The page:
TABLE 3__________________________________________________________________________DRAM PIN MA9 MA8 MA7 MA6 MA5 MA4 MA3 MA2 MA1 MA0PROC PIN A19 A17 A15 A13 A11 A9 A7 A5 A3 A1ROW ADDR A19 A17 A15 A13 A11 A9 A7 A5 A3 A1COL ADDR A18 A16 A14 A12 A10 A8 A6 A4 A2 A0__________________________________________________________________________
An alternative embodiment is shown in Table 4 where the column address (e.g., A18) is the adjacent address above the row address (A17) address rather than the adjacent address below as in Table 3. Note that the most significant address bit is driven twice because for that embodiment A19 is the most significant bit.
TABLE 4__________________________________________________________________________DRAM PIN MA9 MA8 MA7 MA6 MA5 MA4 MA3 MA2 MA1 MA0PROC PIN A19 A17 A15 A13 A11 A9 A7 A5 A3 A1ROW ADDR A19 A17 A15 A13 A11 A9 A7 A5 A3 A1COL ADDR A19 A18 A16 A14 A12 A10 A8 A6 A4 A2__________________________________________________________________________
A1ternatively, sequential addresses may be provided as DRAM addresses as shown in Tables 5 or 6 or some combination of multiplexed and sequential addresses.
TABLE 5__________________________________________________________________________DRAM PIN MA8 MA7 MA6 MA5 MA4 MA3 MA2 MA1 MA0PROC PIN A18 A17 A16 A15 A14 A13 A12 A11 A10ROW A1718 A16 A15 A14 A13 A12 A11 A10COLUMN A8 A7 A6 A5 A4 A3 A2 A1__________________________________________________________________________
As shown in Table 5, address bits A18 and A9 are provided on the same pin processor pin (A18) to DRAM pin (MA8).
For a different size DRAM, e.g., 1 Mbyte, a 20 bit address may be multiplexed as shown in Table 6.
TABLE 6__________________________________________________________________________DRAM PIN MA9 MA8 MA7 MA6 MA5 MA4 MA3 MA2 MA1 MA0PROC PIN A20 A19 A18 A17 A16 A15 A14 A13 A12 A11ROW ADDR A20 A19 A18 A17 A16 A15 A14 A13 A12 A11COL ADDR A10 A9 A8 A7 A6 A5 A4 A3 A2 A1__________________________________________________________________________
From Tables 5 and 6, it becomes clear that a DRAM controller needs to support a different address multiplexing scheme for the 20 bit address as for the 18 bit address when sequential addressing is used. For instance, address line A10 has become a column address in Table 6 as compared to a row address in Table 1. Further, address line A10 is multiplexed onto pin A20 rather than A10. Additionally, all the other pairs of address bits multiplexed onto an address line have also changed. Thus, the DRAM controller may need to provide different configurations in order to support different sizes of DRAMs if sequential address mulitiplexing is used.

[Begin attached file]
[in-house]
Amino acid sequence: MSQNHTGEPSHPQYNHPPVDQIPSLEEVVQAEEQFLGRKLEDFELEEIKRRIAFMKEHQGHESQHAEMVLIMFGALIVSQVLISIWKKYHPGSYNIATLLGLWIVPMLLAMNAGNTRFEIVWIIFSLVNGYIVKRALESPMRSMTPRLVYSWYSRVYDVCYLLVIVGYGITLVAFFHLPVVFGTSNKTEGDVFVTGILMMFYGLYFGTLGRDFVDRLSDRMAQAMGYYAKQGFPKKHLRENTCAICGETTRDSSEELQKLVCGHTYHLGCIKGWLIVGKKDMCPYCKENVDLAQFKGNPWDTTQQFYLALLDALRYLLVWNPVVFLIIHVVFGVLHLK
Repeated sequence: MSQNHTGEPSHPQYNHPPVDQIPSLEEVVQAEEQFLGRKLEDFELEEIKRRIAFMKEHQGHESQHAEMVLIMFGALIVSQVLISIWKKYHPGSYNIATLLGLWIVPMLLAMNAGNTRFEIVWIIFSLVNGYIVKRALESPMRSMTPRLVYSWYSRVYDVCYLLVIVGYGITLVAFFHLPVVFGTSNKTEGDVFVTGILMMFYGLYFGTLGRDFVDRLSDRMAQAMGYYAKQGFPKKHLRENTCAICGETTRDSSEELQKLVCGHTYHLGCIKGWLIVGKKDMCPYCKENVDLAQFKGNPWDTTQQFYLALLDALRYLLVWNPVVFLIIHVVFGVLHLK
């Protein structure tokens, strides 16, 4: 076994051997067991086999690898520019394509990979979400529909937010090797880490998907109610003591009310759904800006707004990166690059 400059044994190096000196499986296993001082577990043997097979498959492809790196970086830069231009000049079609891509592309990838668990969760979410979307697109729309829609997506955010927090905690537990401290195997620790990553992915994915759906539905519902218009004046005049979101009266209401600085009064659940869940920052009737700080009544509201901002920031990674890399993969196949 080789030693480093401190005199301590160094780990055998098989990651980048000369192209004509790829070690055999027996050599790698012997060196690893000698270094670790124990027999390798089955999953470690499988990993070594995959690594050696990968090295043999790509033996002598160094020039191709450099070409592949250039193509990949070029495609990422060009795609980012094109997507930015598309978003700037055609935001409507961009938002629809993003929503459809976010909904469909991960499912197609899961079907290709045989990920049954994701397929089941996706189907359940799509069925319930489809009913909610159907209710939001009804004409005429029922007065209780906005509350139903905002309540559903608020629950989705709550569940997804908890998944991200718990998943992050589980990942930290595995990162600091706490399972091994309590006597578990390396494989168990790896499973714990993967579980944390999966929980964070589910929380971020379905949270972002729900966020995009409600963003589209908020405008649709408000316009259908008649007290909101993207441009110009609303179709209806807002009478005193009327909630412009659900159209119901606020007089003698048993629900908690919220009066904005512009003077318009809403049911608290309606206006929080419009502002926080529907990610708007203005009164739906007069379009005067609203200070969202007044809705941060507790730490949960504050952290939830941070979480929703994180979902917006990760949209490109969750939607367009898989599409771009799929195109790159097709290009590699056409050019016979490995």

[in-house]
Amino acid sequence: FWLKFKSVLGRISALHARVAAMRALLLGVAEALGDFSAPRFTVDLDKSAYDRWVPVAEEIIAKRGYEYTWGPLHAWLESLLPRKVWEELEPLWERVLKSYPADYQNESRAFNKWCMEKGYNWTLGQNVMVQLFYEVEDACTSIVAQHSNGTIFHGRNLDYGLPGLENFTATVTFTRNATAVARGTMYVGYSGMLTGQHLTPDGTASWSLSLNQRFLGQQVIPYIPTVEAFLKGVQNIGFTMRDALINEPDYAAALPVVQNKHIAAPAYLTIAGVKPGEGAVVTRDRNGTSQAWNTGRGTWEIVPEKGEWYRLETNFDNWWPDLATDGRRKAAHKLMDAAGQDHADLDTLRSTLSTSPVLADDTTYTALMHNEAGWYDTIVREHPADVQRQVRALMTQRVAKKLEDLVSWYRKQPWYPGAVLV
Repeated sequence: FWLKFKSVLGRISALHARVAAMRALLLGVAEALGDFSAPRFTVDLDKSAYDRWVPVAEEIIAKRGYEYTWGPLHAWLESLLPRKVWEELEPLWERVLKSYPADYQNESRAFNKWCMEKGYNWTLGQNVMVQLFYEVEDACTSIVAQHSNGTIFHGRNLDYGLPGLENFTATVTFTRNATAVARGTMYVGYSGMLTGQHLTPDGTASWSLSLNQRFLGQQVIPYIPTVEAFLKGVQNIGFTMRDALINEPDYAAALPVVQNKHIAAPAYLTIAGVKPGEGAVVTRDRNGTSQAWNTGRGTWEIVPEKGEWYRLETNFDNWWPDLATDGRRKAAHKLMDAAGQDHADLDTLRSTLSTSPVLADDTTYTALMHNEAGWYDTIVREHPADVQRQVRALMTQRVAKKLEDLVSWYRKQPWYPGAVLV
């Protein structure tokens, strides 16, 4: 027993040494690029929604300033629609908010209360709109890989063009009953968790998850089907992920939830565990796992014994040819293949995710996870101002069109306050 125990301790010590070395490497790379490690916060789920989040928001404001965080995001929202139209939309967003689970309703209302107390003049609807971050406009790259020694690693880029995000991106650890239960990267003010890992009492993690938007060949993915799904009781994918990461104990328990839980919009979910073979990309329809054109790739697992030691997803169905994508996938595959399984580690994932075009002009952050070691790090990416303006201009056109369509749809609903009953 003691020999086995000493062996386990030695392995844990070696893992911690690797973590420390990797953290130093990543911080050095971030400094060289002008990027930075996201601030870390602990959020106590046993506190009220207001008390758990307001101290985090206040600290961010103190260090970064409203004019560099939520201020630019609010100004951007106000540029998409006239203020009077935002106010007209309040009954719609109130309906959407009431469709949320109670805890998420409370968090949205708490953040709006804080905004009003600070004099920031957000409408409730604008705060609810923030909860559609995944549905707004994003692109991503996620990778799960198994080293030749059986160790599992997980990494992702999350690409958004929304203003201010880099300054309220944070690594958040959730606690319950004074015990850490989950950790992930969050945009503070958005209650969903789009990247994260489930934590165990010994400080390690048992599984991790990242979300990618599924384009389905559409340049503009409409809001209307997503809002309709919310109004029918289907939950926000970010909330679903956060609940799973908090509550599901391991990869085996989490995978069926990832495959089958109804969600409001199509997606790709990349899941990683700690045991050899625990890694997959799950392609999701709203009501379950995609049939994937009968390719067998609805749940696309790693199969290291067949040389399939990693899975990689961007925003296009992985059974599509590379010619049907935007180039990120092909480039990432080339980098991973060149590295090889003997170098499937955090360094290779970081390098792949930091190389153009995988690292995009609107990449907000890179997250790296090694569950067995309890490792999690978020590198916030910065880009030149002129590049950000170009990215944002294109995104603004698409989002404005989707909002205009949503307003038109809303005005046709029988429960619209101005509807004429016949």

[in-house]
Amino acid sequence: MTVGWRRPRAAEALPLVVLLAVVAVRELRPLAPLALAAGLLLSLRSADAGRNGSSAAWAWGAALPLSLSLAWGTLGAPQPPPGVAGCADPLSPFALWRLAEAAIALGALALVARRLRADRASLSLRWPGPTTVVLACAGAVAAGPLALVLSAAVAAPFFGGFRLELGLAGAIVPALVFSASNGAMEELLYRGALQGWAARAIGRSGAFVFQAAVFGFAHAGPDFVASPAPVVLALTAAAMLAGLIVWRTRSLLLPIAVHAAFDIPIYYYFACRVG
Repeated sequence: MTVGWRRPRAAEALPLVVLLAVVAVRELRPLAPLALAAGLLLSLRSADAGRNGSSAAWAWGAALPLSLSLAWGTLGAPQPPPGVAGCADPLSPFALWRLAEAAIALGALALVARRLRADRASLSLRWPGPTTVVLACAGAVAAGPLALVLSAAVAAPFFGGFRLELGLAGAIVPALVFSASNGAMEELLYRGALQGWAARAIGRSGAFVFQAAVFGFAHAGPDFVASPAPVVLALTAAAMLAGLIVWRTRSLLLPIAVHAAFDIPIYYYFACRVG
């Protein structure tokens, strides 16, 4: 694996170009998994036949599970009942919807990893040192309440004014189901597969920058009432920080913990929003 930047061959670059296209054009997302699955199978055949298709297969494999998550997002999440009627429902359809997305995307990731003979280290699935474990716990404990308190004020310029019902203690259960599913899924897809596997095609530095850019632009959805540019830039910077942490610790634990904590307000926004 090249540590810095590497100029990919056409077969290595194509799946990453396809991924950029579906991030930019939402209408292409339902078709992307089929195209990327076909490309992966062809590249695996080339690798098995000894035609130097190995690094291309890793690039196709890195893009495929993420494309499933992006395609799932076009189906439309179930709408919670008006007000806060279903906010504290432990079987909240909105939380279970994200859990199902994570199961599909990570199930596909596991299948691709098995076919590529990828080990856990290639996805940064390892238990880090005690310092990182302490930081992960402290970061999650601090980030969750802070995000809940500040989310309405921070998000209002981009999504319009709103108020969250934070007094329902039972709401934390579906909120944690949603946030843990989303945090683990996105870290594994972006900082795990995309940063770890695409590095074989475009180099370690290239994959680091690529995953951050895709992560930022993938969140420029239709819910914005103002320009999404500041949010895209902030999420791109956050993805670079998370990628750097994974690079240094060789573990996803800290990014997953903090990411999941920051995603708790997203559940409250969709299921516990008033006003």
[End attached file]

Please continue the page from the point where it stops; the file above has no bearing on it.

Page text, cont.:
In order to provide multiplexed addresses to the DRAM, a multiplexing circuit is provided in one embodiment of the invention. FIG. 12 shows a block diagram of an output circuit that can be utilized to implement the instant invention. The output circuit shown in FIG. 12 can be used to multiplex an address bit with its nearest neighbor to provide row and column addresses. Block 1205 provides output address (n-1) and is physically coupled to a DRAM address pin. Block 1200 outputs address bit (n) but is not coupled to the DRAM. However, block 1200 outputs internal address (n) as an address to a device or devices that do not have a multiplexed address. Block 1200 also provides the address (n) over signal line 1210 to block 1205. Latch.sub.-- Address signal (L*) functions as a strobe which outputs row addresses for the RAS cycle. Thus, when L* is asserted and appropriate clocks (not shown) are provided, the internal address (n-1) is output from block 1205 onto address pin 1207. The update address signal 1209 (L2*) functions as a strobe which outputs column addresses. Thus, L2* functions as a multiplexer select by selecting the D2 data received from block 1200 (address bit n) for output on pin 1207.
A pair of identically configured blocks 1200 and 1205 may be provided for every pair of output bits. Thus, for a processor providing 20 address bits, 10 such pairs would exist. Thus, the processor could provide 20 odd/even multiplexed address bits on the 10 signal lines. In another embodiment, block 1205 could be connected at 1210 to its immediate neighbor below rather than above it. That is, block 1205 could output (n+1) when L* is asserted rather than (n-1). Rather than mulitplexing in the nearest neighbor onto an address pin to provide mulitplexed addresses, it would be possible to muliplex in any address pin. Thus, the RAS cycle could provide, e.g., the 10 most significant bits and the CAS cycle could supply the 10 least significant bits as shown e.g., in Table 4.